Peter told his recovery story as an extended comment recently, and I wanted to give it a more prominent place as another in our ongoing series of personal stories. Because of its length, it will be posted in two parts.
During the last ten years or so, whenever the emotional roller coaster of my life has hit a trough, I often turned to the internet for relief. Feeling part of a larger community of depression sufferers was often enough to take the edge off the pain. I agree with John at Storied Mind that “a lot of healing takes place when people who have lived with depression tell their stories to each other”. It is in this spirit that I share with you the history of my depression and how I have tried to cope.
My Father’s Influence in Childhood
Most people were impressed by my father when they first met him. He was handsome, flamboyant, charming. Highly ambitious he pursued his professional goals energetically and with persistence. I knew my father mainly as someone who liked to taunt and torment people verbally and sometimes physically.
I was around 4 years old when my parents divorced. My first distinct childhood memory is my father’s question “What will you say when they ask who you want to stay with?”. I think I sensed the terrible dilemma that I faced and I knew what I was expected to say.
It was my mother who was given legal custody after the divorce but this did not prevent my father from “hijacking” me, probably more out of a desire for revenge on my mother than love for me. My mother lacked the strength to fight a legal battle and contact with her during my pre-teens was sporadic and usually clandestine.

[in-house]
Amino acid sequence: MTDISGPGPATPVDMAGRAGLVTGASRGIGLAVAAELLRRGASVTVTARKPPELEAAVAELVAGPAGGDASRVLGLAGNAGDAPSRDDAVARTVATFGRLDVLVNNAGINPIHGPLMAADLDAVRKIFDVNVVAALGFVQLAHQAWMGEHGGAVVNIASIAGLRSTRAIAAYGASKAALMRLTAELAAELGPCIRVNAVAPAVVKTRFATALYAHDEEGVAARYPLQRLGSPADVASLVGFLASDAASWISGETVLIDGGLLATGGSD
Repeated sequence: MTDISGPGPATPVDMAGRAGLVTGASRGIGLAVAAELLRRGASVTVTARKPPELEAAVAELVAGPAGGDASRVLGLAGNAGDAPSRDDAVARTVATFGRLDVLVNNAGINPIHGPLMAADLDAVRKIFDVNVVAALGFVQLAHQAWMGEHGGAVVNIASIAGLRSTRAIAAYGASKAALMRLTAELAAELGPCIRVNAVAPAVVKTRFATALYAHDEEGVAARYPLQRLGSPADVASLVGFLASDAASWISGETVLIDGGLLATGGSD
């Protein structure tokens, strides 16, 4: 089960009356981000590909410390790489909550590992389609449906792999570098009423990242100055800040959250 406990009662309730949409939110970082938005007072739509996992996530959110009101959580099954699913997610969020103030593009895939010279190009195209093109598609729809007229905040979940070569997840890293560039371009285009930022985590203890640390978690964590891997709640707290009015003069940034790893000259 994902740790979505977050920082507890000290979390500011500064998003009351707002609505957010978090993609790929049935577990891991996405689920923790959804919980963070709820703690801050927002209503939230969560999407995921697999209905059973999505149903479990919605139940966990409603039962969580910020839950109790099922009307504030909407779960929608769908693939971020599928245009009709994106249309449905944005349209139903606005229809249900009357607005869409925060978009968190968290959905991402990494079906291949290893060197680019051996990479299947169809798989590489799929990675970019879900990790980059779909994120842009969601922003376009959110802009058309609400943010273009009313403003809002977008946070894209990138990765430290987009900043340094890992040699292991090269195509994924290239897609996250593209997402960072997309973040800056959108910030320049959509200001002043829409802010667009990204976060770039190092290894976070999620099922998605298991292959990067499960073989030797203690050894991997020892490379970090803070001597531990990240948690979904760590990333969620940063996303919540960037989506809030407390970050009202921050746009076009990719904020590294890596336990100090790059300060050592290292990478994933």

Some time after the divorce, I was “parked” for almost a year with a large and warm traditional farming family. My fondest and most vivid early childhood memories stem from this period. I do not remember the circumstances but a few weeks into first grade I was taken out of the village school and somehow found myself back in the city with my father. I am still haunted by dark memories of the time that followed.
A Lonely Time
There was a period when dad and I lived in a sub-let room where I spent long and lonely afternoons and evenings waiting for him to bring something to eat and for company. He was often late. He would sometimes take me along to work and let me wait in the car for hours on end. He was not habitually violent but enough to make me fear him. I do remember receiving a severe beating when I once dared, against dad’s explicit instructions, to join my mother on a visit to grandma.
Dad had a mean streak. He liked to tease especially the meek and defenseless women he had affairs with and often encouraged me to join him. Sometimes he was outright weird. One time I had to wait outside in the stairwell while there was something mysterious going on inside. Afterwards dad showed me something wrapped in a handkerchief explaining that this would have been my little brother and then proceeded to flush the embryo down the toilet. To this day, I have no explanation for why he did this.
It was during the time when I stayed with my father that I started to develop a fantasy about a warm and cozy little house in a snow-covered forest at Christmas time. As I peek in through a window, I see a happy family gathered around the table. But, as hard as I wished, I never became part of that family.
I withdrew into myself and because nobody ever came to draw me out, I stayed there more or less for the entire duration of my pre-teens. The staircase of the apartment building where we lived had windows facing a back yard. I remember standing on a second storey window sill looking down wondering whether I should make a step forward in order to be with the angels that in those days I believed in.